Forgot Password

If you have forgotten your password you can enter your email here and get a temporary password sent to your email.

Osteoblast expression of an engineered Gs-coupled receptor dramatically increases bone mass.

Osteoblasts are essential for maintaining bone mass, avoiding osteoporosis, and repairing injured bone. Activation of osteoblast G protein-coupled receptors (GPCRs), such as the parathyroid hormone receptor, can increase bone mass; however, the anabolic mechanisms are poorly understood. Here we use "Rs1," an engineered GPCR with constitutive G(s) signaling, to evaluate the temporal and skeletal effects of G(s) signaling in murine osteoblasts. In vivo, Rs1 expression induces a dramatic anabolic skeletal response, with midfemur girth increasing 1,200% and femur mass increasing 380% in 9-week-old mice. Bone volume, cellularity, areal bone mineral density, osteoblast gene markers, and serum bone turnover markers were also elevated. No such phenotype developed when Rs1 was expressed after the first 4 weeks of postnatal life, indicating an exquisite temporal sensitivity of osteoblasts to Rs1 expression. This pathway may represent an important determinant of bone mass and may open future avenues for enhancing bone repair and treating metabolic bone diseases.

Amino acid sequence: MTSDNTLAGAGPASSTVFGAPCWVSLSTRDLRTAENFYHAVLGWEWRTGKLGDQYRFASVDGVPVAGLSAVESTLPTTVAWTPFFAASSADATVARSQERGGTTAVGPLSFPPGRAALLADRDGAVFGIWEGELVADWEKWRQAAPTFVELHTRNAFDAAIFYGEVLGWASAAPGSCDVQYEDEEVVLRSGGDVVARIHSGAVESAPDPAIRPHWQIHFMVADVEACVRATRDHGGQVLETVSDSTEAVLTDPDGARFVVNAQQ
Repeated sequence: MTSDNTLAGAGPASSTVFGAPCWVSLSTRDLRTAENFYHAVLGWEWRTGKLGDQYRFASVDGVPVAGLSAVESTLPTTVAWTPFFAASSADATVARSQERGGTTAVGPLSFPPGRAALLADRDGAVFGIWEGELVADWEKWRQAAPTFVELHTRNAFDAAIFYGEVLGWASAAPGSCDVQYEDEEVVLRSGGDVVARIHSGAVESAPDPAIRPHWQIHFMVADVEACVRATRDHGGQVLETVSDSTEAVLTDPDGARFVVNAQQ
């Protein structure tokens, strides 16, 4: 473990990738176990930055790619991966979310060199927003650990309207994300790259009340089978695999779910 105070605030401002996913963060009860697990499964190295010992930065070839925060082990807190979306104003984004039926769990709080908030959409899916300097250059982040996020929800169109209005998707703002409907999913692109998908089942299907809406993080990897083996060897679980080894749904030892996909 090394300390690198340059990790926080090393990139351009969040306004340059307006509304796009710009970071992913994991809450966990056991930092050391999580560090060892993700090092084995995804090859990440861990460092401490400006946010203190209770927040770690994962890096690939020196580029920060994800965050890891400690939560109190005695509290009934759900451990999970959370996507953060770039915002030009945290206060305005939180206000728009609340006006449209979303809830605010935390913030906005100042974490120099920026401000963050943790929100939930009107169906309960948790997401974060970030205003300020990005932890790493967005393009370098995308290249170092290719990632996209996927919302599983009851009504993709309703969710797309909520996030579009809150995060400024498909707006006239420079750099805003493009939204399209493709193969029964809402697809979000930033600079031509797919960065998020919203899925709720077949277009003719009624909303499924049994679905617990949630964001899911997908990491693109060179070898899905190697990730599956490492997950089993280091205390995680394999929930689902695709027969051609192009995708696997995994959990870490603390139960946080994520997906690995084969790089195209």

Pubmed ID: 18212126


  • Hsiao EC
  • Boudignon BM
  • Chang WC
  • Bencsik M
  • Peng J
  • Nguyen TD
  • Manalac C
  • Halloran BP
  • Conklin BR
  • Nissenson RA


Proceedings of the National Academy of Sciences of the United States of America

Publication Data

January 29, 2008

Associated Grants

  • Agency: NIDDK NIH HHS, Id: 2T32DK07418-26
  • Agency: NIDDK NIH HHS, Id: DK072071
  • Agency: NIDDK NIH HHS, Id: R01 DK072071
  • Agency: NHLBI NIH HHS, Id: R01 HL60664-07
  • Agency: NCRR NIH HHS, Id: RR18928-01

Mesh Terms

  • Amino Acid Sequence
  • Animals
  • Bone Density
  • Cell Line
  • Female
  • GTP-Binding Protein alpha Subunits, Gs
  • Humans
  • Ligands
  • Male
  • Mice
  • Mice, Transgenic
  • Molecular Sequence Data
  • Osteoblasts
  • Protein Engineering
  • Receptors, Serotonin, 5-HT4
  • Serotonin 5-HT4 Receptor Agonists
  • Signal Transduction